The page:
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On the occasion of the launch of the application "Memorable" by "The World", investigation on the functioning of memory. Science gives ways to nurture and preserve it, as the digital world transforms the relationship with knowledge.
Memory is our identity. It allows us to situate ourselves in time, but also in space and social relations, in our history, that of our loved ones or of the whole of humanity. Without it, it's impossible to plan for the future, make decisions, or ride a bike.
The newly born baby, the growing child, the mature adult, the aging old man … At each age of life, memory allows us to encode, store and retrieve information. But its operation changes, adapts itself. From 0 to 110, how does it shape our learning?
To begin, we must know that the question occupies philosophers for millennia, and scientists for a century and a half. In one of the essays published in "The Foundations of Memory" (James S. Nairne, 2007) entitled "Are There 256 Kinds of Memories? Neuropsychologist Endel Tulving, one of the leading experts on the subject, did not care about the inflation of the proposals in recent decades. He pointed out that some of the memories in his list could fit into each other, like matriochkas – the iconic memory embedded in the sensory memory, the semantic memory included in the declarative memory. "How many behavioral or cognitive processes do you know that include themselves? "he asked his esteemed colleagues.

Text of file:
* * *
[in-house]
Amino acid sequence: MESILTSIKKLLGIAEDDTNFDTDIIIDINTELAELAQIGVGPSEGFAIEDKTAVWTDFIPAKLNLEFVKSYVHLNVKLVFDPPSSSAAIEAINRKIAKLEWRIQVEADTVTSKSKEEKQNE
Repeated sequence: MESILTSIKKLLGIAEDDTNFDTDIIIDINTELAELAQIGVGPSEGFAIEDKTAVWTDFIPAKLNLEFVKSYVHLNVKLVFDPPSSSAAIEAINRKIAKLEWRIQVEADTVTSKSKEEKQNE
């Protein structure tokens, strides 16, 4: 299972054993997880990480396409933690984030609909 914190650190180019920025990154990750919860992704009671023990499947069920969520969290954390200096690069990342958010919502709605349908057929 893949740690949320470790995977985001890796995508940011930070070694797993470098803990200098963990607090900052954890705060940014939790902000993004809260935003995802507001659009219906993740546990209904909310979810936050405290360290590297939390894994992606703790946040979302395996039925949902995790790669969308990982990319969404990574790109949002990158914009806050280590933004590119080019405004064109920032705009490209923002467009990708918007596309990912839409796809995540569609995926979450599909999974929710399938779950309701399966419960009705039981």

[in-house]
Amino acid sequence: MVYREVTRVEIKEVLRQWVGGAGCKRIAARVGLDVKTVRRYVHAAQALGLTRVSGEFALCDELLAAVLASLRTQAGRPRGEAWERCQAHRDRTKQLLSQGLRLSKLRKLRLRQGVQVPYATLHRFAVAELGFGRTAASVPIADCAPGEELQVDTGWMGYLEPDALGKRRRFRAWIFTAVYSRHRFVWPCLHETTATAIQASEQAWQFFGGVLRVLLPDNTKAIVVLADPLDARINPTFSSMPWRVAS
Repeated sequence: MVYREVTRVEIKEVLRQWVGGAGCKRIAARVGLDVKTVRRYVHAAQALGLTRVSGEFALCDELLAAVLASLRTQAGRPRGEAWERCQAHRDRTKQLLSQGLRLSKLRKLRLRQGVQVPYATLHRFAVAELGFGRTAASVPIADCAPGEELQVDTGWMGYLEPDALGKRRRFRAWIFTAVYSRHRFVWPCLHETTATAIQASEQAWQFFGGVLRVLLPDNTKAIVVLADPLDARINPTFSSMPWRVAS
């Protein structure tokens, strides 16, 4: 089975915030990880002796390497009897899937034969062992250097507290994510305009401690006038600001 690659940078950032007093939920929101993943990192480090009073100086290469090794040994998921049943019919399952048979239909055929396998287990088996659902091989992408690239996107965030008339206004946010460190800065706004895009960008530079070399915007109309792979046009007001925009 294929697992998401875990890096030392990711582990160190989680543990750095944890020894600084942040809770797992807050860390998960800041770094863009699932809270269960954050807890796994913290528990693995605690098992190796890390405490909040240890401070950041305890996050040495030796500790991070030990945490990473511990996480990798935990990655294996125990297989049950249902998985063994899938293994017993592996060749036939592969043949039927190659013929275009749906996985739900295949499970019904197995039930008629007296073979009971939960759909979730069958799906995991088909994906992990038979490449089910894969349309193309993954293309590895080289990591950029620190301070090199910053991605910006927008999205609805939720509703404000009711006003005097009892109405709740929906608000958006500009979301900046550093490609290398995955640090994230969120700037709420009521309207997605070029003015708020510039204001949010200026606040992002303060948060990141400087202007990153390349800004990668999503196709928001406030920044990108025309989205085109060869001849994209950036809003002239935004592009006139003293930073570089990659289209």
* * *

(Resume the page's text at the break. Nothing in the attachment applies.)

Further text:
Manner to say that it would be advisable to return to more sobriety if one really wanted to explain the main principles of the functioning of the memory. The message has passed, though, as always in neuropsychology, the peculiarities of some patients lead to the isolation of singular features from memory – for example, prosopagnosia, that is, the inability to recognize faces, described very long time, definitely refers to a particular brain network.
Encode, store and retrieve information: each of these phases refers to very different mechanisms.
Five different memories
Inspired by Tulving, who proposed a hierarchical architecture of five different memories involved in these mechanisms, and Alan Baddeley of Britain, who emphasized the central role of working memory, the French neuropsychologist Francis Eustache (Inserm, University of Caen, Ecole pratique des hautes études, B2V Observatory of memories) proposed a more dynamic model, with his colleague Béatrice Desgranges.